Author(s): Kamimoto M, Mizuno S, Nakamura T
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Abstract Acute liver injury is a clinical hallmark of endotoxemia regarding the features of septic organ failure. In this process, interleukin (IL)-6 and IL-10 are key contributors for eliciting pro- and anti-inflammatory responses, respectively. In contrast, heme oxygenase-1 (HO-1) provides a defense mechanism against endotoxemia by controlling the IL-6/IL-10 balance, but how higher levels of HO-1 are sustained under pathological conditions remains unknown. Using a mouse model of endotoxemia, we provide evidence to show that hepatocyte growth factor (HGF) enhances HO-1 expression in macrophages, thereby up-regulating IL-10 and down-regulating IL-6 productions. Lipopolysaccharide (LPS)-treated mice manifested acute liver injury similar to that observed in septic patients, while administration of recombinant HGF enhanced expression of HO-1 by hepatic macrophages in vivo. As a result, HGF blocked the onset of hepatic injuries in LPS-treated mice. More importantly, when an HO-1 inhibitor (Sn-PP) was administered with HGF into LPS-treated mice, the protective effects of HGF against hepatic injury were attenuated. Furthermore, Sn-PP partially restored the HGF-mediated decrease in plasma IL-6 levels, while it inhibited the HGF-stimulated increase in plasma IL-10 levels. In the culture of macrophages (Raw264.7), HGF enhanced the LPS-mediated HO-1 induction, and this effect was abolished by cycloheximide, but not by actinomycin-D, thus suggesting that a post-transcriptional pathway is involved in HGF-mediated up-regulation of HO-1. Based on the current data, we conclude that up-regulation of HO-1 plays an important role in HGF-mediated hepatoprotection during endotoxemia, by favoring production of IL-10 over IL-6.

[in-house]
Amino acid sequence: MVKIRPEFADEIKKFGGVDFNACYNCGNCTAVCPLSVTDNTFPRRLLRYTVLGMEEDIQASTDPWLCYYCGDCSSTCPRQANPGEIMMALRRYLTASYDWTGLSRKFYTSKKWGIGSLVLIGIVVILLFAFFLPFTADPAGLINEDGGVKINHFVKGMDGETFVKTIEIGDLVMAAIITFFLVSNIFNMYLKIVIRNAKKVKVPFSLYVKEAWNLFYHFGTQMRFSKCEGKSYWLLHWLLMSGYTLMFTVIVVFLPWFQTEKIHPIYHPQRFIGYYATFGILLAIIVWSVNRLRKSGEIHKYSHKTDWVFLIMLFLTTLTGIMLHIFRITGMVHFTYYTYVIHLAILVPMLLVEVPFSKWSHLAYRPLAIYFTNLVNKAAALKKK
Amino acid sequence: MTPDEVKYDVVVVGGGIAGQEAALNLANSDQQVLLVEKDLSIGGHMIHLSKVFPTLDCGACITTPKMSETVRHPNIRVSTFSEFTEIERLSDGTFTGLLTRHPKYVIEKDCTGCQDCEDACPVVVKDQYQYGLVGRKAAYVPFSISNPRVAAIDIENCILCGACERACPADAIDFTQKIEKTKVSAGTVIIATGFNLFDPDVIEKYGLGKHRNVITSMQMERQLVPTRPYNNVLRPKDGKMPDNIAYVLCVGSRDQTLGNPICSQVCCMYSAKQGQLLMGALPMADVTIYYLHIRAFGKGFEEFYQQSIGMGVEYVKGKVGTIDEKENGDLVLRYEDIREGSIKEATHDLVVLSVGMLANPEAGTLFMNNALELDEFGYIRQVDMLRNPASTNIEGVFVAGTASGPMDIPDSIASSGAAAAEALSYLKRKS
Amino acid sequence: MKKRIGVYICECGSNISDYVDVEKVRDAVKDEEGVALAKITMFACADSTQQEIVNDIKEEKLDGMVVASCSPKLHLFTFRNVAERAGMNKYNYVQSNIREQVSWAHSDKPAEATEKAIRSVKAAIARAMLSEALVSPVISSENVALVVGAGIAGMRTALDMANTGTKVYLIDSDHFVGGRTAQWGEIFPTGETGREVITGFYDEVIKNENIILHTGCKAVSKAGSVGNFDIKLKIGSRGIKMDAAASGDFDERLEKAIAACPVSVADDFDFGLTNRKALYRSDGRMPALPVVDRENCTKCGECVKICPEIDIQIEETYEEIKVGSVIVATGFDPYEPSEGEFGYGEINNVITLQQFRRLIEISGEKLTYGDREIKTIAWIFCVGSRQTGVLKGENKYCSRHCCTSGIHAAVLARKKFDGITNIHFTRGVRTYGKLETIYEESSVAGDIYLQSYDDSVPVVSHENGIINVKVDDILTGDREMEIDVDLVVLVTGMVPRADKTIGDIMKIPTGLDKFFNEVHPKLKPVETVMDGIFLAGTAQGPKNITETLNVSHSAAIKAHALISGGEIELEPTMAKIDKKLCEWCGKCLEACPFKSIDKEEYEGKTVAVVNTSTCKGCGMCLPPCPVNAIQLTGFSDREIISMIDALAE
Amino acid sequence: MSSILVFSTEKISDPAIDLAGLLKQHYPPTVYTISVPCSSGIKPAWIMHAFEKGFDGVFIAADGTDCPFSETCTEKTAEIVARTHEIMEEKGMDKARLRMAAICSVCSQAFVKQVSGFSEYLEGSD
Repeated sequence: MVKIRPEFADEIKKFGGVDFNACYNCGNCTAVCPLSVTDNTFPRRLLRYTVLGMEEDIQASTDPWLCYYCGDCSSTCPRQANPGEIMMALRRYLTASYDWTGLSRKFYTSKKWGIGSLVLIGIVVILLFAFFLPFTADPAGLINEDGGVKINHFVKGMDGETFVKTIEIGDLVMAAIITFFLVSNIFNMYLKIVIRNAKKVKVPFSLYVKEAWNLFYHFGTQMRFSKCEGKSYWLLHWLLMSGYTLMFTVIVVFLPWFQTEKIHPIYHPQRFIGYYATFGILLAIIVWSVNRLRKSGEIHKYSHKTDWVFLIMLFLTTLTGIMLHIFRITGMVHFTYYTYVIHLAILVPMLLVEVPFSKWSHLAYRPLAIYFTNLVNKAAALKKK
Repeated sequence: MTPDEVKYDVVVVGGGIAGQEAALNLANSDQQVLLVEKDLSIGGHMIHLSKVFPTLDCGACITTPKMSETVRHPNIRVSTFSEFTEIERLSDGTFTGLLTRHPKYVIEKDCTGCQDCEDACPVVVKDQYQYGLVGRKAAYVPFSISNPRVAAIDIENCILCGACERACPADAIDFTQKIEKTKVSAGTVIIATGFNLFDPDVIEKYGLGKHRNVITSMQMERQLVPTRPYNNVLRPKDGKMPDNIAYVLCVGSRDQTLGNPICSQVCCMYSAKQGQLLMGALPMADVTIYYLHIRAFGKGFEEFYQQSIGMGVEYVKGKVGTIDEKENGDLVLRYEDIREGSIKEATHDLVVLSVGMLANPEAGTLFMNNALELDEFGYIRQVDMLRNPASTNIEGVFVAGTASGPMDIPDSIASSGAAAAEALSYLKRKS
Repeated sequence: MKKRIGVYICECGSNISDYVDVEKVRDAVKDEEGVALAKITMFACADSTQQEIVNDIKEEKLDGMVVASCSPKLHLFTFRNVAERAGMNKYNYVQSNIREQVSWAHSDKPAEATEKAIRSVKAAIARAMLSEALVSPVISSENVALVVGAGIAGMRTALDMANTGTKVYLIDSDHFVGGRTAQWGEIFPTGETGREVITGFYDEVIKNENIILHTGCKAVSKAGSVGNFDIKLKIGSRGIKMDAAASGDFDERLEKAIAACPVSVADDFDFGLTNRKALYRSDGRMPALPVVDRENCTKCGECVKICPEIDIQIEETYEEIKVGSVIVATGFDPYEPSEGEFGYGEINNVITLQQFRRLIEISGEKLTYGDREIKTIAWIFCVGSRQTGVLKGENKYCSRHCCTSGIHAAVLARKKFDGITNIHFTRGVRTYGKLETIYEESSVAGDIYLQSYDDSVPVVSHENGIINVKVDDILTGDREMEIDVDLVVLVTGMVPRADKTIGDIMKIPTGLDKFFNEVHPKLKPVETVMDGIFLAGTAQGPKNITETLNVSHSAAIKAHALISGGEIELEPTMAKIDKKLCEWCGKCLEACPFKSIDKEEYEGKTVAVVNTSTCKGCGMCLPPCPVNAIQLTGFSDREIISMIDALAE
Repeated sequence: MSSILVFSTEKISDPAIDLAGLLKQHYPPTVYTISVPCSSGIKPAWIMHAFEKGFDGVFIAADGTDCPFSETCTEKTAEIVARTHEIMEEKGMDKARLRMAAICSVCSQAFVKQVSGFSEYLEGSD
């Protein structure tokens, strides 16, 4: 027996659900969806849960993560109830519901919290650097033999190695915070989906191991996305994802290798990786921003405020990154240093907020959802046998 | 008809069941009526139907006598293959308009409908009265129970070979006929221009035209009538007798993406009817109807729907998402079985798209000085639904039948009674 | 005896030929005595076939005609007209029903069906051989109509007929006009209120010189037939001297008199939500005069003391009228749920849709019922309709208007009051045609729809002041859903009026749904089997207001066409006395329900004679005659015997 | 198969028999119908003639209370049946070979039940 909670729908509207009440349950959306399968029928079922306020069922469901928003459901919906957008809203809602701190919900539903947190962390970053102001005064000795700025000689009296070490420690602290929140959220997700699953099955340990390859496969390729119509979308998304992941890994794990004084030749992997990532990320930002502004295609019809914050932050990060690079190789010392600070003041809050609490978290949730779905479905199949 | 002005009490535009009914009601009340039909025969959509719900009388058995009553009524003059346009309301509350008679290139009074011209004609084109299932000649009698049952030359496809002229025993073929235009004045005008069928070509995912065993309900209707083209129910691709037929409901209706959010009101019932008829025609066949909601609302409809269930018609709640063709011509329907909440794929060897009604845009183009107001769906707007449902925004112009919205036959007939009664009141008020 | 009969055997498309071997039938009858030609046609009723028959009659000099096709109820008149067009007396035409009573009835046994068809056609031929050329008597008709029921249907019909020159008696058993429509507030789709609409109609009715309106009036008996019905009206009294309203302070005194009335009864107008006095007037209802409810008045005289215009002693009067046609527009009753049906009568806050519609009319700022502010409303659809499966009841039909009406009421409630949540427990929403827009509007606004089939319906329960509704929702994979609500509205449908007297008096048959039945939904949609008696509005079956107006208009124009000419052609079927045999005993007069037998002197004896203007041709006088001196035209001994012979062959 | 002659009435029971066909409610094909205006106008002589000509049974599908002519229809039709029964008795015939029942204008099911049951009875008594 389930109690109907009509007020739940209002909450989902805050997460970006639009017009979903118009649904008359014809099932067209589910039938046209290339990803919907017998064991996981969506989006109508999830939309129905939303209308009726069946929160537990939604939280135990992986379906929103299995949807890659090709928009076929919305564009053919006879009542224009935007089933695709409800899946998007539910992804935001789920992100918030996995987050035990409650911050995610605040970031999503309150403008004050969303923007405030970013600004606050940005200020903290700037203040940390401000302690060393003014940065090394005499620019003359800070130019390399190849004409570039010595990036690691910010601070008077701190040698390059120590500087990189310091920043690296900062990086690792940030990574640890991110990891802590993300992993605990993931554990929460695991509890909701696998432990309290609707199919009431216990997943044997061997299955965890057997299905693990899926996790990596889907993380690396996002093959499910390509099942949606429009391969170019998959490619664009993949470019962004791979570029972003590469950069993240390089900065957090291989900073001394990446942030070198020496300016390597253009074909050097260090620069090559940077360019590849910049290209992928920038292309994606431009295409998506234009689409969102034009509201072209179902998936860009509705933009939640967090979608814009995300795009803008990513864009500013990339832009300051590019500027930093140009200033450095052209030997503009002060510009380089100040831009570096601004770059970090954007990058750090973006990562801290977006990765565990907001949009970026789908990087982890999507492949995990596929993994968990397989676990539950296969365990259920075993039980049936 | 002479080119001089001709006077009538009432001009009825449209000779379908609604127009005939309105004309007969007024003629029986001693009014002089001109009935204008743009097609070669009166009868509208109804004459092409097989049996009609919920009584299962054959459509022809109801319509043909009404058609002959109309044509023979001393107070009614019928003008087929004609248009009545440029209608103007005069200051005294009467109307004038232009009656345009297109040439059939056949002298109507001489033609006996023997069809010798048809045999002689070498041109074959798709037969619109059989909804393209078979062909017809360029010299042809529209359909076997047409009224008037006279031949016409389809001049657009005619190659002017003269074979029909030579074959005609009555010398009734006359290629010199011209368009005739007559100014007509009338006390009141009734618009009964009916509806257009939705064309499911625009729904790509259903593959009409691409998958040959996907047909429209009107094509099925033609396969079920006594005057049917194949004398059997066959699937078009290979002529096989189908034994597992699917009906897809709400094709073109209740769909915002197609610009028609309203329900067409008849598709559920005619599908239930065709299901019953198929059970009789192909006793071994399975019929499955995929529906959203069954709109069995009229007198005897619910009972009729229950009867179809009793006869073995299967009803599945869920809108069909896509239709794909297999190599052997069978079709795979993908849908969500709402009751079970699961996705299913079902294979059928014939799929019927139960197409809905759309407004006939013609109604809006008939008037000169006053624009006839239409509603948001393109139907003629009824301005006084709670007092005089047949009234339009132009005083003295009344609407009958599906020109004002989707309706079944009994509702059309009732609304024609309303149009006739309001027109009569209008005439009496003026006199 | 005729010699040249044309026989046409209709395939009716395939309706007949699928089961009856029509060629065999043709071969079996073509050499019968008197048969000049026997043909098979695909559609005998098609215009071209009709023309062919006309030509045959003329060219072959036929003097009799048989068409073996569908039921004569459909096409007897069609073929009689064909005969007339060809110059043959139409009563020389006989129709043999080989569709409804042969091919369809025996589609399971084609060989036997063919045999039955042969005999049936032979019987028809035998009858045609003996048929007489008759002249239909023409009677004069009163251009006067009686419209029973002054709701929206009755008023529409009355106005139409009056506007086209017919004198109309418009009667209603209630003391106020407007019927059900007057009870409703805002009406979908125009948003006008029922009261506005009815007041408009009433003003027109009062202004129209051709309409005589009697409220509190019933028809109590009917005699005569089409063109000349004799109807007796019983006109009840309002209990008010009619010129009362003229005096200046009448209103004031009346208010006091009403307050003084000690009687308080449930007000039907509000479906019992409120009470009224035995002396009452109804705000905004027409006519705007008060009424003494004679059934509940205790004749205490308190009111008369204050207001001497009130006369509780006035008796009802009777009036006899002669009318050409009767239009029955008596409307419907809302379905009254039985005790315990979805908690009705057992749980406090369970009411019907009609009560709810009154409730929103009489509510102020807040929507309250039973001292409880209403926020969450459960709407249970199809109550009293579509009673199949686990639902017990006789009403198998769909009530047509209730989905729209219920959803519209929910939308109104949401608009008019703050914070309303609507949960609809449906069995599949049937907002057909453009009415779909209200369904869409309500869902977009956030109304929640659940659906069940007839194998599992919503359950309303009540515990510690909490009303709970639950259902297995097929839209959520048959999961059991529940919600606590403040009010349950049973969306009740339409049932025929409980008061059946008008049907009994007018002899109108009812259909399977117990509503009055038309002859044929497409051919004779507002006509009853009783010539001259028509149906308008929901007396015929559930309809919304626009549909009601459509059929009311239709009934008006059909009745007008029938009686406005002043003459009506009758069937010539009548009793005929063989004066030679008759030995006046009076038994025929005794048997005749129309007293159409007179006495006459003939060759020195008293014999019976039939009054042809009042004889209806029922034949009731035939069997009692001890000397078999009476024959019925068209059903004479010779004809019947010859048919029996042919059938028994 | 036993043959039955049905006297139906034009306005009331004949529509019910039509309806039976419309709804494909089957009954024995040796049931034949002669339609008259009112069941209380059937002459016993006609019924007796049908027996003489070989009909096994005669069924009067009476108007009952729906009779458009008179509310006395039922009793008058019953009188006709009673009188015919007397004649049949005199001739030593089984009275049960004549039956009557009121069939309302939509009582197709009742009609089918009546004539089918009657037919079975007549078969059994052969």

This article was published in Int J Mol Med
and referenced in Reconstructive Surgery & Anaplastology